Demand for study rising among young travellers

October 16, 2013

More young people are travelling for the purposes of language learning and other study, according to a survey released by the World Youth and Student & Educational Travel Confederation (WYSE TC).

WYSE TC Secretary General, David Chapman, at the recent WYSTC 2013 conference in Sydney, Australia

In New Horizons III A global study of the youth and student traveller, the survey on youth travel trends conducted every five years by WYSE TC, 22 per cent of the 34,000 respondents cited language learning as the main purpose of the trip overseas in 2012, an increase over the 2007 survey.

There was also an increased share of young people travelling for work experience (15 per cent) and other study (15 per cent). Holiday was the main purpose of trips on 47 per cent, although significantly down from over three-quarters in 2007.

David Chapman, WYSE Director General, said young travellers were trying to get more from their time abroad. “Our research shows that the nature of youth travel has changed enormously in the past decade. Young travellers today want, more than ever, to enrich themselves with cultural experiences, to meet local people and to improve their employability when they return home.”

North America was the most popular world region for language learning among respondents to the survey with 27 per cent, followed by Western Europe (22) and South America (20).

Other findings in the survey showed that the average length of the a main trip abroad was 58 days, an increase over 52 days in the previous survey, and the average total spend was just under €3,000, a 40 per cent increase over 2007. The average total spend on a language learning trip was just under €3,500. Meanwhile, Rio de Janeiro, Tokyo and Sydney were cited as the three cities respondents were most likely to visit in the future.

In terms of information sources in planning a trip, it was clear that travellers were using a wider range of sources that in previous surveys, but almost 60 per cent used a travel agent (including study abroad agents) in their planning.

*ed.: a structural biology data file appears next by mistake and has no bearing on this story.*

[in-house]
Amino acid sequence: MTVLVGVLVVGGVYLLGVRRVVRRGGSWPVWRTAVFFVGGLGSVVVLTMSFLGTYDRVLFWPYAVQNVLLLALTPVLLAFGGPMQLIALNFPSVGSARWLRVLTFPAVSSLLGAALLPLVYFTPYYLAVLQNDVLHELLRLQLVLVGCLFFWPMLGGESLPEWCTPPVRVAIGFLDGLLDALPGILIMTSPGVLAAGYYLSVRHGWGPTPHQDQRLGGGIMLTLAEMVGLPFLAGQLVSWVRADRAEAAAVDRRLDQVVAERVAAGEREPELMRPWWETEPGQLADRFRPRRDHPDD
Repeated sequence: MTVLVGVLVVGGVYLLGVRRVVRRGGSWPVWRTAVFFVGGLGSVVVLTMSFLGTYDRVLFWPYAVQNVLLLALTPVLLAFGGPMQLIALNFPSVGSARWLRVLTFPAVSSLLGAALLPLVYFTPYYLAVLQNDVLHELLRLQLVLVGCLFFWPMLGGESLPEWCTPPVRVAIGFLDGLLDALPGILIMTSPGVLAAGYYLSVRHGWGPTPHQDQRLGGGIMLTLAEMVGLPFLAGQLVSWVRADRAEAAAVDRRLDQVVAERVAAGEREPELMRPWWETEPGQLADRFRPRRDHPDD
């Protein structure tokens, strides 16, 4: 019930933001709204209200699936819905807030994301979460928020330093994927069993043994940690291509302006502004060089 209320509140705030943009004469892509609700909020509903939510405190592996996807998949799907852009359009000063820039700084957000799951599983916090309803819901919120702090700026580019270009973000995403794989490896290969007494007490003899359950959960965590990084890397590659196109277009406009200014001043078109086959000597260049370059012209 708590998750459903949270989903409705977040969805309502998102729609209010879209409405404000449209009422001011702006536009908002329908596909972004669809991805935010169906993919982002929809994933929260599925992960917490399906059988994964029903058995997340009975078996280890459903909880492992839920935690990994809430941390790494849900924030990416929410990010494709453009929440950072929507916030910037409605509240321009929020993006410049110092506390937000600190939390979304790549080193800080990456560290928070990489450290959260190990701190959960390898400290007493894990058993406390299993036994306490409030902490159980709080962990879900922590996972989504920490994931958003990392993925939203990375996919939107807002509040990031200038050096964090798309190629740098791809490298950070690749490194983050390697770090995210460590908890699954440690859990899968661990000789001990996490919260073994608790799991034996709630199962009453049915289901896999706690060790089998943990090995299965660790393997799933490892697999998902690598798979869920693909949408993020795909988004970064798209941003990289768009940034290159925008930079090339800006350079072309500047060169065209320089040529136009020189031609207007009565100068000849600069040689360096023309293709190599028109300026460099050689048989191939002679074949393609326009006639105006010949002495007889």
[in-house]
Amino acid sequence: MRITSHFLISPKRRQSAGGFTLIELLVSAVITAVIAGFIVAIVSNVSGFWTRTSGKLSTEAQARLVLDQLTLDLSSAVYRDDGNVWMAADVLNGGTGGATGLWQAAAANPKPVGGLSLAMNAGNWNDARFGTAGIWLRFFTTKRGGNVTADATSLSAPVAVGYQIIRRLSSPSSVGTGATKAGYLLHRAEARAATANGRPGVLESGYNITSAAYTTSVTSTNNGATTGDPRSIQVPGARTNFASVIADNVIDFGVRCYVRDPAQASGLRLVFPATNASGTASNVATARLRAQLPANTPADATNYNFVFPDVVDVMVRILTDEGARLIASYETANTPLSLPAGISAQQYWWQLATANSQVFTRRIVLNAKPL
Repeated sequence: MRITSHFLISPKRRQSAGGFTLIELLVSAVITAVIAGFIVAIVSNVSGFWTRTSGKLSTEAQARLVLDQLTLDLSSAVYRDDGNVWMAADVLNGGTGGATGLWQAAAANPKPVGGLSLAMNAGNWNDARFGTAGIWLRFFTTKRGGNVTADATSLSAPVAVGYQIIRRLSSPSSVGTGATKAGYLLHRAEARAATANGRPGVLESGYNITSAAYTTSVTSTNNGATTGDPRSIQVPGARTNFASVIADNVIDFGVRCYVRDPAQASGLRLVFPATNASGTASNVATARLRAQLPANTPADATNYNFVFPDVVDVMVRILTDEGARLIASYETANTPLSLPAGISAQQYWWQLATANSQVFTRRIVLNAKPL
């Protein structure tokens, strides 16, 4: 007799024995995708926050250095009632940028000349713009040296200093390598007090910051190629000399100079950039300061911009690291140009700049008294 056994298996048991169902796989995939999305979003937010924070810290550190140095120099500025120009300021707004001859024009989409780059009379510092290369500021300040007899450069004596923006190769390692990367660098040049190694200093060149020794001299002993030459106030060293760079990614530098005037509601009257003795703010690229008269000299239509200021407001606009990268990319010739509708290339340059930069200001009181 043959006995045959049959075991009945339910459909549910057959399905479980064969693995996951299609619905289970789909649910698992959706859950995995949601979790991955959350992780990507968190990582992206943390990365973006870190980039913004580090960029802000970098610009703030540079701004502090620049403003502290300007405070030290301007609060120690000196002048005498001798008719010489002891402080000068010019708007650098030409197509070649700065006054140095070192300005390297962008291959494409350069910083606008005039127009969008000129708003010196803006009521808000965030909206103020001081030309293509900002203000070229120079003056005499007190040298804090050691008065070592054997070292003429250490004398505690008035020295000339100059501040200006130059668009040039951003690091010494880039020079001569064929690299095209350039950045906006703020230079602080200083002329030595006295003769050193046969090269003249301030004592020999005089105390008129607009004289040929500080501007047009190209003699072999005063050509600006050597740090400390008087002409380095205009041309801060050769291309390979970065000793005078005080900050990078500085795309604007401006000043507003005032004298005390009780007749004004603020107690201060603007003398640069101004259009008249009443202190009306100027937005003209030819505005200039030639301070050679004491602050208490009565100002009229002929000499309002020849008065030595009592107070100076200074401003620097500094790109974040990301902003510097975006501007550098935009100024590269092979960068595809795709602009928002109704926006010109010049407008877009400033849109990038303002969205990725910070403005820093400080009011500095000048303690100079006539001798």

Online booking has increased according to the survey, with 58 per cent of agency bookings for language courses booked online, and similar ratios recorded for work abroad programmes and other study courses.

In the foreword to the report, Taleb Rifal, Secretary General of the United Nations World Travel Organisation (UNWTO), said, “Youth travel has become one of the fastest growing and dynamic segments of global tourism. The findings in the New Horizons III survey confirm this growth, signifying the increasing participation and contribution of the youth to global dialogue and development. Today, not only are more young people travelling, they are also taking advantage of the enriching experience that travel brings, from gaining new skills to learning more about themselves outside their comfort zone.”

The total of 34,000 participants, collected through emailed questionnaires, was a significant increase over the 8,500 responses received in the previous survey in 2007. Sixty-seven per cent of the respondents were female and half were in the 20-to-25 age group. The full report is available free for WYSE TC members and can be purchased by non-members.

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